Why We Do and Don't Need Defect Counts
Defect counts can be very useful in telling us something about the software production process. They can be compared between phases or timely intervals (weeks, months) in order to reveal tendencies in the process. Defects can be counted separately for different modules of the same system. This information can be used to allocate resources to certain modules or phases. That is, defect counts can be used as management information. In doing so, there are a few pitfalls to be avoided.
When using defect counts to evaluate individuals or teams, this should only be done for coaching purposes. When people notice that they are being judged and rewarded on the basis of the numbers of defects they find, their main focus will be on improving these numbers. Testers might be tempted to log different variations of the same defect. If one logged defect is enough to expose a problem and get it solved then there is no need to log additional defects that are caused by the same problem. Testers might be discouraged to look for more complex defects or for defects in more stable areas of the system. It takes more time to look deeper, but the defects that can be found there might well be more significant. Testers might be discouraged to work as a team and to work on process optimization. By improving their individual defect counts they will diminish the overall quality of the service provided, individually and as a team. Therefore, defect counts should never be considered as goals in themselves.
When management doesn't act upon the metrics provided from the defect management database there is no use in providing the metrics in the first place. Far too often the tables and charts with defect information are only used to talk about in the weekly meetings. The Goal Question Metric approach (Basili and others, 1994) provides a framework to define defect counts that will be used. By clarifying the goals of the project and the questions that should be answered defect information can be presented in a way that satisfies the true needs of management.
The first step is to identify the goals. Every goal has a purpose, an issue, and an object. The fourth element of a goal, the viewpoint, doesn't play a role in defect counts, since these are objective metrics that do not depend on point of view. An object may be a product, a process or a resource. An example of a goal is: To improve (purpose) the efficiency (issue) of testing (object). Take your time to identify the goals and questions at the appropriate level. Usually that is the people that you will be sending your reports to. Aim as high as you can. When deadlines are getting close, defect reports go way up in the organization. In order to make these reports you need to identify these high level goals. The next step is to pose the questions that have to be answered. For example: Are the logged defects valid? Or: How many defects are found? The final step is to define the metrics. For example: the number of valid defects divided by the number of logged defects. Or: the number of defects found per testing day. There is a number of ways to come up with these goals, questions and metrics but every which way, they should be verified regularly. Goals and questions can change. If so, the metrics probably have to change as well.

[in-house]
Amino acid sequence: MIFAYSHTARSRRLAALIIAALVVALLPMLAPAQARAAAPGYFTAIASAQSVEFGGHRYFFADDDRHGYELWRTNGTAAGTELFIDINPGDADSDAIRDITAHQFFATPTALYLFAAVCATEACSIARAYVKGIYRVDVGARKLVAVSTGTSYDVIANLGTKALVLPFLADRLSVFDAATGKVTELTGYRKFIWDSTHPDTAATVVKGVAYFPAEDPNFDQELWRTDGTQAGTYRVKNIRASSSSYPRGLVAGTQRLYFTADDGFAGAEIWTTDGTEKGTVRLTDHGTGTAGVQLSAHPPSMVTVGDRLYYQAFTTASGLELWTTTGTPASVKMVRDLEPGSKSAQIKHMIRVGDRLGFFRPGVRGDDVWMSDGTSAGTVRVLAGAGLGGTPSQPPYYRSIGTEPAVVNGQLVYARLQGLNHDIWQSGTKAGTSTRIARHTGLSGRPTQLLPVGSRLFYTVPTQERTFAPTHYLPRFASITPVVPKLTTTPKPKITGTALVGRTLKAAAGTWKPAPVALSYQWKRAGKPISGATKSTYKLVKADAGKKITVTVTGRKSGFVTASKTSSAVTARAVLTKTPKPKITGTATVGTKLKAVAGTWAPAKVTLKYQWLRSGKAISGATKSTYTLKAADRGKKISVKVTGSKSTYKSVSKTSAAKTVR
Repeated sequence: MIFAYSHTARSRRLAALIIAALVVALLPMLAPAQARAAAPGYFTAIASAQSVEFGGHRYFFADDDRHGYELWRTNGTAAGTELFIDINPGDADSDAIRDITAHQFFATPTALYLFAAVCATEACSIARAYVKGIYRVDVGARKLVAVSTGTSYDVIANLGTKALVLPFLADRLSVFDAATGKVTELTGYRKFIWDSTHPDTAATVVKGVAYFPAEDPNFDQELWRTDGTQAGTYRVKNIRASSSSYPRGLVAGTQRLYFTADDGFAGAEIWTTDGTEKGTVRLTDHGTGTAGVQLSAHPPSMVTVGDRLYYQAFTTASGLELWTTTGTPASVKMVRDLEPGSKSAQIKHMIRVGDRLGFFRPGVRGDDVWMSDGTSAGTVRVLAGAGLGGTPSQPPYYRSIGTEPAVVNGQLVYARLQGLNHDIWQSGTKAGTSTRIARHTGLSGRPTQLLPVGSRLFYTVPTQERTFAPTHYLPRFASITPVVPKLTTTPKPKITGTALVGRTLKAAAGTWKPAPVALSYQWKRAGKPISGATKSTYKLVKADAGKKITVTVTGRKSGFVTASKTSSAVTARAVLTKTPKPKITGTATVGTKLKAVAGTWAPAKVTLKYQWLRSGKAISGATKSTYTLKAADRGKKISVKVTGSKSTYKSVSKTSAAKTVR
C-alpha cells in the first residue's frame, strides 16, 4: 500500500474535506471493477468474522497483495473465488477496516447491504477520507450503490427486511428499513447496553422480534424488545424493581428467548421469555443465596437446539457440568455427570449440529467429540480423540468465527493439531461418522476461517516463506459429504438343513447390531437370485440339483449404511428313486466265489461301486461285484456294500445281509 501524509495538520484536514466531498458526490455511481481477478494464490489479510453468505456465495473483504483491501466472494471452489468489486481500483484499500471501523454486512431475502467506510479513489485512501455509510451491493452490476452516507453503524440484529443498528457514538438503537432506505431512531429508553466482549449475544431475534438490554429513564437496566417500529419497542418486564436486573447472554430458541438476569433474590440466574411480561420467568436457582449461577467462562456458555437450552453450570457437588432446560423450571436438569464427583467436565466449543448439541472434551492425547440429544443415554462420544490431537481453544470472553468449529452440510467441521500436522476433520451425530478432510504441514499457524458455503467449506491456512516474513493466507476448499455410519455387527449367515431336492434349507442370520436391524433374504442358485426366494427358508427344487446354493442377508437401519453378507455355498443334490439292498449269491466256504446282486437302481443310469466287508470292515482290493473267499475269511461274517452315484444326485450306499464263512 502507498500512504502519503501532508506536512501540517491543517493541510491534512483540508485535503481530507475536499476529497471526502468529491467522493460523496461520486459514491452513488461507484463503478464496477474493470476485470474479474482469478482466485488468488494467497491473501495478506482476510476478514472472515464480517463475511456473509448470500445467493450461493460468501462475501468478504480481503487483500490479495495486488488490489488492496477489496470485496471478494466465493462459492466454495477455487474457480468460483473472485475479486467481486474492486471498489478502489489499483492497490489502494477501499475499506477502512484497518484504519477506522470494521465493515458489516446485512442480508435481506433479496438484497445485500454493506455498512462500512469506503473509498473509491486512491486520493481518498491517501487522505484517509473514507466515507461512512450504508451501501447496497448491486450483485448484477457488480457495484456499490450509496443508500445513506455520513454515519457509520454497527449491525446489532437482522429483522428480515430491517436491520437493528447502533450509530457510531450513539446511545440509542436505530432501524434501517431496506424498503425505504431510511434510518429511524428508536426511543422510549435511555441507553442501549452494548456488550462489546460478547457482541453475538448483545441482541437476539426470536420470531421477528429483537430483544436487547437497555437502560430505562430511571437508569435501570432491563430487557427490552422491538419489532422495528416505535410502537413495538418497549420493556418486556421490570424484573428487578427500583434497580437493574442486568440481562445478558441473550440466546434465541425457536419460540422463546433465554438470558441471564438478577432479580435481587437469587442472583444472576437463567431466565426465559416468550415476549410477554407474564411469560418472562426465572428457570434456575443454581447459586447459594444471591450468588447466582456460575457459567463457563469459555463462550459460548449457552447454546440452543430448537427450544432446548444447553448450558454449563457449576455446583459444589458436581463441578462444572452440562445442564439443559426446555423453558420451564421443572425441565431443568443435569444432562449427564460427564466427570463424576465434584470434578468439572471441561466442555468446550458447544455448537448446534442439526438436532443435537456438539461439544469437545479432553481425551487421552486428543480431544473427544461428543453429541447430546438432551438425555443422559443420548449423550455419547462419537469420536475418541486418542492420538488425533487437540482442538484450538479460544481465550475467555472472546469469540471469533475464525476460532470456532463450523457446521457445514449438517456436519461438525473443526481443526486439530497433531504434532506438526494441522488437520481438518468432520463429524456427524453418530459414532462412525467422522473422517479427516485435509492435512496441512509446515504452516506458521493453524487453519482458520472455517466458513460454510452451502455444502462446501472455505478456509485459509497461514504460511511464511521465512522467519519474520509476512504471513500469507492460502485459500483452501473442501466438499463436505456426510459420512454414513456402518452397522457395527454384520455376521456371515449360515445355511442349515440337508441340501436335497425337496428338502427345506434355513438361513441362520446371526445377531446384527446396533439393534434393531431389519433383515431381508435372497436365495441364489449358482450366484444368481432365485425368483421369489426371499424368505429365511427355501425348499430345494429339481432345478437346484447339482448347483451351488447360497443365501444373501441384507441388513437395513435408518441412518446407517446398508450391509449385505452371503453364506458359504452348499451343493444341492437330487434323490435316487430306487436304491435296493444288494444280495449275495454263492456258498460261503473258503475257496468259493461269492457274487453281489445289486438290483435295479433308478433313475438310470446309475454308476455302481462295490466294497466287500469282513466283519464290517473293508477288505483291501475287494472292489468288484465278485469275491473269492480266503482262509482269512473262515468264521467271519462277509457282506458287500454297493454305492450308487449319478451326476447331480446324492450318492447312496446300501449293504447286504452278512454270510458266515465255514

Defect counts can be used to guide resource allocation. When there is a disproportional amount of defects found in a certain subsystem then it might be wise to assign an extra or a more experienced developer to that subsystem. However, Fenton and Neil (1999) point out that a high defect density, that is a high number of defects per line of code, is probably a sign of good testing rather than a sign of poor quality. So it might be wise to assign extra testers when there is a low defect density. Defect counts are only indicators of process quality. They reveal correlations, not causal relations.
Defect counts can be helpful in planning future projects. Let’s take the example of the number of defects per injection phase. Generally speaking, the longer a defect remains undiscovered the more it will cost to fix it. Testing effort can be allocated according to the observed distribution for a similar product. If lots of defects were injected in the design phase, then extensive reviewing of design documents can be planned.
There are endless possibilities to define defect counts and they can all be useful under certain circumstances. It is our responsibility to provide the numbers that really matter. When managers ask for information from the defect management database, make them sweat. The Goal Question Metric approach is a good way to get commitment from managers. They will be forced to think about what they really need to know and in the process they will gain insight in the complexity behind the numbers. What is true for most things in life is true for defect counts; what is given too easily is often not fully appreciated. Managers have to realize that defect counts are not for free. It takes time and effort to define and present the right metrics and they should be valued accordingly. Only then defect counts can become management information.
Basili, V.R., Caldiera, G and Rombach, H.D., 1994. The Goal Question Metric Approach, in Marciniak, J.J. (ed.), Encyclopedia of Software Engineering, volume 1, pages 528-532. John Wiley & Sons.
DeMarco, T., 1982. Controlling Software Projects: Management, Measurement, and Estimates. Yourdon Press, New York.
DeMarco, T., 1995. Mad About Measurement, in Why Does Software Cost So Much?, pages 14-44. Dorset House, New York.
Fenton, N.E. and Neil, M., 1999. Software metrics: successes, failures and new directions. Journal of Systems and Software 47(2-3), pages 149-157.
Kaner, C., 2000. Rethinking software metrics. Software Testing & Quality Engineering, Volume 2, Issue 2.
Kaner, C. and Bond, W.P., 2004. Software Engineering Metrics: What Do They Measure and How Do We Know? 10th International Software Metrics Symposium.